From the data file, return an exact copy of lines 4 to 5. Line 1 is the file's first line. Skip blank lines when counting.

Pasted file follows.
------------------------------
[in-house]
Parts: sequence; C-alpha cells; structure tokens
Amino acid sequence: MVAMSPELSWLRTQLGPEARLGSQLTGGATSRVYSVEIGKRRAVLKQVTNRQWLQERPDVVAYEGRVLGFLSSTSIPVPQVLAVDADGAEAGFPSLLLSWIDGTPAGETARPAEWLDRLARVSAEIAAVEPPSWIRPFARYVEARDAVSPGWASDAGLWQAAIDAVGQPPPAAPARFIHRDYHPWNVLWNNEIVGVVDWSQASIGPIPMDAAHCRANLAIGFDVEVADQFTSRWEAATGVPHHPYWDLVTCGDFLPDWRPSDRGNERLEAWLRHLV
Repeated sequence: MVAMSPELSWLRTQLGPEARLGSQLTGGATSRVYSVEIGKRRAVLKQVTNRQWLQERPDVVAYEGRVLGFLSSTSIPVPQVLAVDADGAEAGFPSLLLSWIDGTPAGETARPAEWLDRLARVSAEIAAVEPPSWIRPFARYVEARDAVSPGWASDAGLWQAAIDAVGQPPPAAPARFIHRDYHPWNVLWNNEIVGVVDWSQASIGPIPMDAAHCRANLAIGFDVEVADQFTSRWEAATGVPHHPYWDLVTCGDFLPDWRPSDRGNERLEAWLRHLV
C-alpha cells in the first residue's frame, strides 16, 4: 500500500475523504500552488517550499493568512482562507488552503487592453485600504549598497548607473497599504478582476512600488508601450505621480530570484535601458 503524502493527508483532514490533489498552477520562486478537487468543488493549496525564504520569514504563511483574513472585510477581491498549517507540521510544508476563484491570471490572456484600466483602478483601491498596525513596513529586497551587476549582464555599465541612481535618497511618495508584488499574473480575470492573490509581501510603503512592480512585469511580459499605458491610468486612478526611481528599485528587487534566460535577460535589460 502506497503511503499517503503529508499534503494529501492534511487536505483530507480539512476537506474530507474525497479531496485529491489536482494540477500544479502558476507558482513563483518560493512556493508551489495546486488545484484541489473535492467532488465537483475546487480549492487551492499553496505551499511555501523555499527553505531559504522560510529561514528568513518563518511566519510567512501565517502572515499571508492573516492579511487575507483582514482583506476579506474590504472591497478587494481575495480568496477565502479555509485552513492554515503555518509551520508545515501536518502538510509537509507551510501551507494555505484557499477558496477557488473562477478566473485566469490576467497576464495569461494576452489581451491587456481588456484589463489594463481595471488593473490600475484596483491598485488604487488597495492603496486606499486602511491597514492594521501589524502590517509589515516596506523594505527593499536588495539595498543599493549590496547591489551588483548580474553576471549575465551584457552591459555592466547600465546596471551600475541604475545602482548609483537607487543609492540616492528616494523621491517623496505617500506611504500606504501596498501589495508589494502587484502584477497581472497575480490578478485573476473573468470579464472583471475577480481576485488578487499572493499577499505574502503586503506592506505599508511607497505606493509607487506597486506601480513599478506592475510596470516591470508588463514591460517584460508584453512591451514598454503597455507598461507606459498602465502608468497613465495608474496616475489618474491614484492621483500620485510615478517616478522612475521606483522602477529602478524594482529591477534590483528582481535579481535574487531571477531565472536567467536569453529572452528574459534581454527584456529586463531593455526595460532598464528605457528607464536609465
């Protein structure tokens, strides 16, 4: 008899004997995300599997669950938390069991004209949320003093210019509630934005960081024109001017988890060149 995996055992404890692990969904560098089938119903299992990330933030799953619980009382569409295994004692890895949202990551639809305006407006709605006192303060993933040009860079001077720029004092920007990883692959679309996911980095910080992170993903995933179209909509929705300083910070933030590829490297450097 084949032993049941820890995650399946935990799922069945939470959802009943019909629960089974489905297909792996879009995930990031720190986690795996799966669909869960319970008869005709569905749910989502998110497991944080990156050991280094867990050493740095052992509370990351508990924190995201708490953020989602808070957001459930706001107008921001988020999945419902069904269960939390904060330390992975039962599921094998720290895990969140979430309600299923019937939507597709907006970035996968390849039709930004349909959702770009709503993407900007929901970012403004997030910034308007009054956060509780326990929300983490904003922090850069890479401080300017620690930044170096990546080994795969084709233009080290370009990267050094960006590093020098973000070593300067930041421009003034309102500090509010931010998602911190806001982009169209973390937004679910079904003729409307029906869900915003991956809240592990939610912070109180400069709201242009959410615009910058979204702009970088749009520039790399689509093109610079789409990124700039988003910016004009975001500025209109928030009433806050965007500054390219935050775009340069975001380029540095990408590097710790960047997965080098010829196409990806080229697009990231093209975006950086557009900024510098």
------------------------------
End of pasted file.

Repeated sequence: MVAMSPELSWLRTQLGPEARLGSQLTGGATSRVYSVEIGKRRAVLKQVTNRQWLQERPDVVAYEGRVLGFLSSTSIPVPQVLAVDADGAEAGFPSLLLSWIDGTPAGETARPAEWLDRLARVSAEIAAVEPPSWIRPFARYVEARDAVSPGWASDAGLWQAAIDAVGQPPPAAPARFIHRDYHPWNVLWNNEIVGVVDWSQASIGPIPMDAAHCRANLAIGFDVEVADQFTSRWEAATGVPHHPYWDLVTCGDFLPDWRPSDRGNERLEAWLRHLV
C-alpha cells in the first residue's frame, strides 16, 4: 500500500475523504500552488517550499493568512482562507488552503487592453485600504549598497548607473497599504478582476512600488508601450505621480530570484535601458 503524502493527508483532514490533489498552477520562486478537487468543488493549496525564504520569514504563511483574513472585510477581491498549517507540521510544508476563484491570471490572456484600466483602478483601491498596525513596513529586497551587476549582464555599465541612481535618497511618495508584488499574473480575470492573490509581501510603503512592480512585469511580459499605458491610468486612478526611481528599485528587487534566460535577460535589460 502506497503511503499517503503529508499534503494529501492534511487536505483530507480539512476537506474530507474525497479531496485529491489536482494540477500544479502558476507558482513563483518560493512556493508551489495546486488545484484541489473535492467532488465537483475546487480549492487551492499553496505551499511555501523555499527553505531559504522560510529561514528568513518563518511566519510567512501565517502572515499571508492573516492579511487575507483582514482583506476579506474590504472591497478587494481575495480568496477565502479555509485552513492554515503555518509551520508545515501536518502538510509537509507551510501551507494555505484557499477558496477557488473562477478566473485566469490576467497576464495569461494576452489581451491587456481588456484589463489594463481595471488593473490600475484596483491598485488604487488597495492603496486606499486602511491597514492594521501589524502590517509589515516596506523594505527593499536588495539595498543599493549590496547591489551588483548580474553576471549575465551584457552591459555592466547600465546596471551600475541604475545602482548609483537607487543609492540616492528616494523621491517623496505617500506611504500606504501596498501589495508589494502587484502584477497581472497575480490578478485573476473573468470579464472583471475577480481576485488578487499572493499577499505574502503586503506592506505599508511607497505606493509607487506597486506601480513599478506592475510596470516591470508588463514591460517584460508584453512591451514598454503597455507598461507606459498602465502608468497613465495608474496616475489618474491614484492621483500620485510615478517616478522612475521606483522602477529602478524594482529591477534590483528582481535579481535574487531571477531565472536567467536569453529572452528574459534581454527584456529586463531593455526595460532598464528605457528607464536609465